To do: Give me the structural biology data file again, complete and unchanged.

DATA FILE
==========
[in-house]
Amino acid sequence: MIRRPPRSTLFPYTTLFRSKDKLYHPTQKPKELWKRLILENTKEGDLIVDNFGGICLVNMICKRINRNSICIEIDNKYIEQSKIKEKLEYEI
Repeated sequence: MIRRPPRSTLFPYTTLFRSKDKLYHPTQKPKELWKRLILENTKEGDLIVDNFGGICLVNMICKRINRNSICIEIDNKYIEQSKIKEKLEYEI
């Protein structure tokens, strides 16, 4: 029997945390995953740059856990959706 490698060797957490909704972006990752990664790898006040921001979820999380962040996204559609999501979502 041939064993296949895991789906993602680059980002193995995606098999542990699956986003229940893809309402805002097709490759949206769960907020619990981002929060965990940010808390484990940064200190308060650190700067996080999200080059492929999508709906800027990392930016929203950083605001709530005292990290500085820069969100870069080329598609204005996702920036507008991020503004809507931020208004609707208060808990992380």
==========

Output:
[in-house]
Amino acid sequence: MIRRPPRSTLFPYTTLFRSKDKLYHPTQKPKELWKRLILENTKEGDLIVDNFGGICLVNMICKRINRNSICIEIDNKYIEQSKIKEKLEYEI
Repeated sequence: MIRRPPRSTLFPYTTLFRSKDKLYHPTQKPKELWKRLILENTKEGDLIVDNFGGICLVNMICKRINRNSICIEIDNKYIEQSKIKEKLEYEI
């Protein structure tokens, strides 16, 4: 029997945390995953740059856990959706 490698060797957490909704972006990752990664790898006040921001979820999380962040996204559609999501979502 041939064993296949895991789906993602680059980002193995995606098999542990699956986003229940893809309402805002097709490759949206769960907020619990981002929060965990940010808390484990940064200190308060650190700067996080999200080059492929999508709906800027990392930016929203950083605001709530005292990290500085820069969100870069080329598609204005996702920036507008991020503004809507931020208004609707208060808990992380």